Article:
Jaguars select LSU WR Brian Thomas Jr. in the NFL draft, giving QB Trevor Lawrence a big target

Updated Apr. 26, 2024 12:27 a.m. ET

JACKSONVILLE, Fla. (AP) — Brian Thomas Jr. grew up idolizing former Atlanta Falcons receiver Julio Jones, mostly because they had similar body types.

The Jacksonville Jaguars would welcome Thomas coming close to Jones' pro production.

Jacksonville traded down six spots and drafted the LSU standout with the 23rd overall pick in the NFL draft Thursday night, continuing to build around franchise quarterback Trevor Lawrence.

Adding the 6-foot-3, 209-pound speedster should help offset the loss of Calvin Ridley to division rival Tennessee in free agency and give the Jaguars a chance to have a legitimate No. 1 receiver for the first time since Jimmy Smith retired following the 2005 season.


Thomas led the Bowl Subdivision with 17 receiving touchdowns last season. He finished with 68 catches for 1,177 yards, averaging a whopping 17.3 yards a reception and 34.9 yards on his 17 scores.

“Just my ability to use my speed, be able to get open and create space on defenders," Thomas said. "I would say that's a big role I played.”

Thomas joins a position group that includes Christian Kirk, Gabe Davis and Zay Jones. No one would be surprised to see the newcomer become Lawrence’s go-to guy at some point, maybe even in 2024.

“It’s a stacked room," Thomas said. "Just want to get in there and work and learn from all those guys and be the best I can be and work hard and do the things that I can do best, put in the work and see where the work takes me.”

Jacksonville signed Davis in free agency to a three-year, $39 million contract that included $24 million guaranteed. Kirk is scheduled to count $24.2 million against the salary cap.

Jacksonville's biggest issue last year was a lack of depth in the position room. Kirk and Jones both missed games, and none of their backups stepped up when called on to help.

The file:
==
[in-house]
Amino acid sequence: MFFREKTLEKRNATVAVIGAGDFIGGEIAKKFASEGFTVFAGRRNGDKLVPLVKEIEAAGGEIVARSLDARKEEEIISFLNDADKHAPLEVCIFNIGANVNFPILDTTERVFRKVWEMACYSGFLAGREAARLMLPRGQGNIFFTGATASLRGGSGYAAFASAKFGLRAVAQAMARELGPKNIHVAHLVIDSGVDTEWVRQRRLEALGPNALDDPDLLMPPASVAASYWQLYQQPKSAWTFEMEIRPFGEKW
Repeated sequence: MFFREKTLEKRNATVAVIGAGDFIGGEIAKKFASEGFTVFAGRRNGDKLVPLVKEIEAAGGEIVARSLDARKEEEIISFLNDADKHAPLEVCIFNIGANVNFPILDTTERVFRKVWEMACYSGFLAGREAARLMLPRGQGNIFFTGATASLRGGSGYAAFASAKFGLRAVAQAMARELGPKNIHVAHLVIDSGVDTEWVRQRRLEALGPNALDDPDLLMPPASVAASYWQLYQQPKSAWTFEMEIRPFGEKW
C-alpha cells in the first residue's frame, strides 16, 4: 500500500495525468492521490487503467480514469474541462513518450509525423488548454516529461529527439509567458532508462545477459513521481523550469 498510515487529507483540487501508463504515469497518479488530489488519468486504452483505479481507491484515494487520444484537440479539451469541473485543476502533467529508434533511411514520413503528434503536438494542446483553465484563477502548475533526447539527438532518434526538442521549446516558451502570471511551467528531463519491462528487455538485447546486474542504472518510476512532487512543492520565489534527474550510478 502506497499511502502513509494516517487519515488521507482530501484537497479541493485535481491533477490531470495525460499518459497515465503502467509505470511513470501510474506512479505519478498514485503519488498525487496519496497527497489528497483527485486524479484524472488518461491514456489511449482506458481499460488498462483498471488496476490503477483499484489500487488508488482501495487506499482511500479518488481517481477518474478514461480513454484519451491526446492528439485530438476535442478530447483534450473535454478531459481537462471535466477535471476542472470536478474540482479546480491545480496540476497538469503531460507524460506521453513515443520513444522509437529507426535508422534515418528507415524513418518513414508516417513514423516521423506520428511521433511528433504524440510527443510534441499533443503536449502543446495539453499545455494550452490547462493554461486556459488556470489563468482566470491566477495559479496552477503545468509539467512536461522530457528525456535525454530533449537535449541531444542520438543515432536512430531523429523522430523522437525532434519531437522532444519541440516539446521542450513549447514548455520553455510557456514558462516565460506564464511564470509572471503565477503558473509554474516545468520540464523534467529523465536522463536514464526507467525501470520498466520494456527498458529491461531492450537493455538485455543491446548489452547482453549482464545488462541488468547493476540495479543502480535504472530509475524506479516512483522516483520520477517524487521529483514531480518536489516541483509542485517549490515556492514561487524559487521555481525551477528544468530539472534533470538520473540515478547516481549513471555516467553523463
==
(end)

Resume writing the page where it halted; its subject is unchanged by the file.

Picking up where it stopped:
“The more opportunities and more weapons you can surround your quarterback with, the better your chances are gonna be,” coach Doug Pederson said. “Now we have to coach ’em and we got to play, and there’s a lot of things that go into that, but it does help your chances.”

Added Baalke: “He is a guy that brings a skillset that we haven’t necessarily had to the level that he brings. He's (6-3), 209 pounds and he runs sub 4.4, and he's got the production to back it up."

It is the second consecutive year the Jaguars used their first-round pick to help Lawrence. They chose Oklahoma standout Anton Harrison with the 27th pick in 2023. Harrison stepped in at right tackle and was the team’s best lineman as a rookie.

They bolstered the O-line more by signing veteran center Mitch Morse in free agency and re-signing left guard Ezra Cleveland.

Hitting on receivers has been a weakness for the franchise. Jacksonville has selected nine wideouts over the first three rounds of the NFL draft in three decades of existence, and only two of those guys (DJ Chark and Allen Robinson) notched 1,000-yard seasons and just one (Marqise Lee) signed a second contract with Jacksonville.

It’s been a head-scratching stretch of futility the Jags hope to end with Thomas. He's the fifth receiver Jacksonville has selected in the first round — joining R. Jay Soward (2000), Reggie Williams (2004), Matt Jones (2005) and Justin Blackmon (2012). None of the previous four even reached 2,500 career receiving yards.

So Thomas has a chance to give the team something it has rarely experienced — a first-round success story at receiver and a big-time playmaker who could be around for years at the position.